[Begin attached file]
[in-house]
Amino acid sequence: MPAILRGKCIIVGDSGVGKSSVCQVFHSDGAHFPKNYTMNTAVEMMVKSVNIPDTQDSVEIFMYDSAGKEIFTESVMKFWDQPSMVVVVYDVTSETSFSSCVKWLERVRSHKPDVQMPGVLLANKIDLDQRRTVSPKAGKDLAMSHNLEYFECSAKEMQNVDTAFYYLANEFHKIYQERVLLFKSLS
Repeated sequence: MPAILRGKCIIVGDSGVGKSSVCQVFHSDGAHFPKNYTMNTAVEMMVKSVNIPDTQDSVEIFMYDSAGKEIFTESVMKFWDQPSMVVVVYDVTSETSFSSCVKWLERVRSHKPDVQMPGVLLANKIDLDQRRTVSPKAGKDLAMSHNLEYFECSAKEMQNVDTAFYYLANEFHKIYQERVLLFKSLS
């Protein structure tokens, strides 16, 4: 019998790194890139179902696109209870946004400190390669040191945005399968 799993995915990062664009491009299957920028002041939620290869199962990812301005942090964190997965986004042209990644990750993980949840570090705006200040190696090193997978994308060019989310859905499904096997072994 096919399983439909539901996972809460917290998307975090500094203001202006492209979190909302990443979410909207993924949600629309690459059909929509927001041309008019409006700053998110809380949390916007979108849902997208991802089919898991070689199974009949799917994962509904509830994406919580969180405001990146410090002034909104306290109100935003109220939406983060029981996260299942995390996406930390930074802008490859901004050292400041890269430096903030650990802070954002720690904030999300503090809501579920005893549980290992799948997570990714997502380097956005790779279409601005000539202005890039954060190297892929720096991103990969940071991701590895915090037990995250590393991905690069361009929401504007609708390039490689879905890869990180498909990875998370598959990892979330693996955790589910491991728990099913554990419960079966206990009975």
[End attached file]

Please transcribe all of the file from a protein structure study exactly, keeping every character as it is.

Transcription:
[in-house]
Amino acid sequence: MPAILRGKCIIVGDSGVGKSSVCQVFHSDGAHFPKNYTMNTAVEMMVKSVNIPDTQDSVEIFMYDSAGKEIFTESVMKFWDQPSMVVVVYDVTSETSFSSCVKWLERVRSHKPDVQMPGVLLANKIDLDQRRTVSPKAGKDLAMSHNLEYFECSAKEMQNVDTAFYYLANEFHKIYQERVLLFKSLS
Repeated sequence: MPAILRGKCIIVGDSGVGKSSVCQVFHSDGAHFPKNYTMNTAVEMMVKSVNIPDTQDSVEIFMYDSAGKEIFTESVMKFWDQPSMVVVVYDVTSETSFSSCVKWLERVRSHKPDVQMPGVLLANKIDLDQRRTVSPKAGKDLAMSHNLEYFECSAKEMQNVDTAFYYLANEFHKIYQERVLLFKSLS
């Protein structure tokens, strides 16, 4: 019998790194890139179902696109209870946004400190390669040191945005399968 799993995915990062664009491009299957920028002041939620290869199962990812301005942090964190997965986004042209990644990750993980949840570090705006200040190696090193997978994308060019989310859905499904096997072994 096919399983439909539901996972809460917290998307975090500094203001202006492209979190909302990443979410909207993924949600629309690459059909929509927001041309008019409006700053998110809380949390916007979108849902997208991802089919898991070689199974009949799917994962509904509830994406919580969180405001990146410090002034909104306290109100935003109220939406983060029981996260299942995390996406930390930074802008490859901004050292400041890269430096903030650990802070954002720690904030999300503090809501579920005893549980290992799948997570990714997502380097956005790779279409601005000539202005890039954060190297892929720096991103990969940071991701590895915090037990995250590393991905690069361009929401504007609708390039490689879905890869990180498909990875998370598959990892979330693996955790589910491991728990099913554990419960079966206990009975």